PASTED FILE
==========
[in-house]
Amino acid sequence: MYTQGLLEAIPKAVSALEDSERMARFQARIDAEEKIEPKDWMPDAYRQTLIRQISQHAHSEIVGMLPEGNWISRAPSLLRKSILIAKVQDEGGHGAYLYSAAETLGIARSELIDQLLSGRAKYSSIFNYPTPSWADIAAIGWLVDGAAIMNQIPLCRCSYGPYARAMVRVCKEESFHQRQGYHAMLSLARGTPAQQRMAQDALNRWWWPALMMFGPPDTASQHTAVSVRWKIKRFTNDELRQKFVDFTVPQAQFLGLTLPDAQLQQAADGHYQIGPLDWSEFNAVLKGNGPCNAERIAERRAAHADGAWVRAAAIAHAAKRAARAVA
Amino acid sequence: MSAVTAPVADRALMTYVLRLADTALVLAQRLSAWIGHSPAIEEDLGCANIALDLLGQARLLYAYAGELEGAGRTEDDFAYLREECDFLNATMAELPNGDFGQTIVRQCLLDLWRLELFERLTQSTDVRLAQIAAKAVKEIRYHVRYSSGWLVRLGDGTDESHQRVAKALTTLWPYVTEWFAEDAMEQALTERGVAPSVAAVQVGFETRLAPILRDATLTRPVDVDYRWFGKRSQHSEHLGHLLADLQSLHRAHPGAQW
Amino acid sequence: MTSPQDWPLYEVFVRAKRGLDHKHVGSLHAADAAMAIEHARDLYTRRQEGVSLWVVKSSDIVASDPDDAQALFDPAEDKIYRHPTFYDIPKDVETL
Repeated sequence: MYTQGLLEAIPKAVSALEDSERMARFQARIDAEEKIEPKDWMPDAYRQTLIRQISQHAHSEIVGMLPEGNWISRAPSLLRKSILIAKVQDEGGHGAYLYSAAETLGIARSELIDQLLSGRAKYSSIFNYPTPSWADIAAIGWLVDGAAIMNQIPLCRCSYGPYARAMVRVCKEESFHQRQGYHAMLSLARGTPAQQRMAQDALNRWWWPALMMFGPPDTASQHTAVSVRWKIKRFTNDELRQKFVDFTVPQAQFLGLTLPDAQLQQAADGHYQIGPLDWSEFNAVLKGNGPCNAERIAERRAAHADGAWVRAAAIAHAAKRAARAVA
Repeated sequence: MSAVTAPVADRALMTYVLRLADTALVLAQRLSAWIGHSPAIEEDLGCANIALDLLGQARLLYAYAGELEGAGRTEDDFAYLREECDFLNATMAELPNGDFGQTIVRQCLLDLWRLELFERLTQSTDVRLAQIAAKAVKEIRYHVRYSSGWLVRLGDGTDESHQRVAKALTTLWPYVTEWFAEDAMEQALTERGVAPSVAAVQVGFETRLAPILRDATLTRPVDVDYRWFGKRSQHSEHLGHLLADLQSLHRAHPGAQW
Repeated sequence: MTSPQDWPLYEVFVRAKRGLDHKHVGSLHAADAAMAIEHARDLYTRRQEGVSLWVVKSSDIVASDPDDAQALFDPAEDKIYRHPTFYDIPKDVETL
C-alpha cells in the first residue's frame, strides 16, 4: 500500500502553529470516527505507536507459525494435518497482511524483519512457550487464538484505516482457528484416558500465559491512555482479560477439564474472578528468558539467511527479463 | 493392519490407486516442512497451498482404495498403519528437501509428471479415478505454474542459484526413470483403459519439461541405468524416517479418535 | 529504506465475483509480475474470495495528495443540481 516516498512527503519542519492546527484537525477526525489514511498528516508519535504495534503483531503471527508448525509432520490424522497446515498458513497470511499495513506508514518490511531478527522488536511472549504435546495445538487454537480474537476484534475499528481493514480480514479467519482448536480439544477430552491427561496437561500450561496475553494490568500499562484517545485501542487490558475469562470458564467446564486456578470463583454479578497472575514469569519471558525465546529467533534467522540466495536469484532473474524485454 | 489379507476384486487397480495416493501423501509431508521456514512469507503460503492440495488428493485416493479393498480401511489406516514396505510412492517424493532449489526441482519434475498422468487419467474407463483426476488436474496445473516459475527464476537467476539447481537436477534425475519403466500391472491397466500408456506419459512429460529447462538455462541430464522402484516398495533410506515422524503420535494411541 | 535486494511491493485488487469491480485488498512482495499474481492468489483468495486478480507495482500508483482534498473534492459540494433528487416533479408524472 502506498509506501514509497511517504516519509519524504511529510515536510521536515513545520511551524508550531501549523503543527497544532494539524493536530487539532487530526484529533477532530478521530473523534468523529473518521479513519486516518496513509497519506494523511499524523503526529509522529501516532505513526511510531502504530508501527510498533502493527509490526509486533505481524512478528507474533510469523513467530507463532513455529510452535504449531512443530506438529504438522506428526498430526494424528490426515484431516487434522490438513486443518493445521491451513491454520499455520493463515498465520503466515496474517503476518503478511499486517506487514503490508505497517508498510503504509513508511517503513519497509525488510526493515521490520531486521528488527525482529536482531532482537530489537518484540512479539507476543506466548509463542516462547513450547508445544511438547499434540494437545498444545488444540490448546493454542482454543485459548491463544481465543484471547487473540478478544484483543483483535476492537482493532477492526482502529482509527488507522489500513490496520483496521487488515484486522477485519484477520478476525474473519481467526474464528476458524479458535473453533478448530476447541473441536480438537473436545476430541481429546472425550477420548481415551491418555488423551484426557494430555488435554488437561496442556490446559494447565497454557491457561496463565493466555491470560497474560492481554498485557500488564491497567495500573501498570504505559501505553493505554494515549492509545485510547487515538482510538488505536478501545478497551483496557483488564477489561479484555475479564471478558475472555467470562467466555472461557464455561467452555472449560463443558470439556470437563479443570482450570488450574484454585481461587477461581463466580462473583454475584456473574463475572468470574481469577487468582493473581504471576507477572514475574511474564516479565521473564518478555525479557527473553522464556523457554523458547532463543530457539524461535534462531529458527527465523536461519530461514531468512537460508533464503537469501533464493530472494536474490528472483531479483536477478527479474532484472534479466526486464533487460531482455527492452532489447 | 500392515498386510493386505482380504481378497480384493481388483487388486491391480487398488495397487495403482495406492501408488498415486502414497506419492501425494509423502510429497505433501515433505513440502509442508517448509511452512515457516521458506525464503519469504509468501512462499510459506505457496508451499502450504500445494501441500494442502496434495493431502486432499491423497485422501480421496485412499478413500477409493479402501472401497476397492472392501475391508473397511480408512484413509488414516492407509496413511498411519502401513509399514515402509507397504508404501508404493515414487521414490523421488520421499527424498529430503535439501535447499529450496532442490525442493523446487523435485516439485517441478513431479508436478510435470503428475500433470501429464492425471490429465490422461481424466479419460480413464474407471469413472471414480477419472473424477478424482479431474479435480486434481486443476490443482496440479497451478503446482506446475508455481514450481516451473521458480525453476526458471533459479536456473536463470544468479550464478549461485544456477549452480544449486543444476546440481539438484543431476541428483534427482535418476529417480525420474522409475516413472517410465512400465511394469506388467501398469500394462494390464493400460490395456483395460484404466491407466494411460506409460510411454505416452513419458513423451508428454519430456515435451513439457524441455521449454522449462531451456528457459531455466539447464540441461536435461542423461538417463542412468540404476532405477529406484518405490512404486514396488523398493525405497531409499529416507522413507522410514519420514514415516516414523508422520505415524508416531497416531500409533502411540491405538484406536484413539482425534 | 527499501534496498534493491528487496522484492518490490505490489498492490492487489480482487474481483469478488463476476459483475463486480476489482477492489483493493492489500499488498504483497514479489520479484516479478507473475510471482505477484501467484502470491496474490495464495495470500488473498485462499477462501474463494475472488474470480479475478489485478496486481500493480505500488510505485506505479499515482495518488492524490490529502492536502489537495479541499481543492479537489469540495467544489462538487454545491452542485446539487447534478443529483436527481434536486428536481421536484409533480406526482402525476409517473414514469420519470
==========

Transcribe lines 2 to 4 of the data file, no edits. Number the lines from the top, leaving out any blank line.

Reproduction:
Amino acid sequence: MYTQGLLEAIPKAVSALEDSERMARFQARIDAEEKIEPKDWMPDAYRQTLIRQISQHAHSEIVGMLPEGNWISRAPSLLRKSILIAKVQDEGGHGAYLYSAAETLGIARSELIDQLLSGRAKYSSIFNYPTPSWADIAAIGWLVDGAAIMNQIPLCRCSYGPYARAMVRVCKEESFHQRQGYHAMLSLARGTPAQQRMAQDALNRWWWPALMMFGPPDTASQHTAVSVRWKIKRFTNDELRQKFVDFTVPQAQFLGLTLPDAQLQQAADGHYQIGPLDWSEFNAVLKGNGPCNAERIAERRAAHADGAWVRAAAIAHAAKRAARAVA
Amino acid sequence: MSAVTAPVADRALMTYVLRLADTALVLAQRLSAWIGHSPAIEEDLGCANIALDLLGQARLLYAYAGELEGAGRTEDDFAYLREECDFLNATMAELPNGDFGQTIVRQCLLDLWRLELFERLTQSTDVRLAQIAAKAVKEIRYHVRYSSGWLVRLGDGTDESHQRVAKALTTLWPYVTEWFAEDAMEQALTERGVAPSVAAVQVGFETRLAPILRDATLTRPVDVDYRWFGKRSQHSEHLGHLLADLQSLHRAHPGAQW
Amino acid sequence: MTSPQDWPLYEVFVRAKRGLDHKHVGSLHAADAAMAIEHARDLYTRRQEGVSLWVVKSSDIVASDPDDAQALFDPAEDKIYRHPTFYDIPKDVETL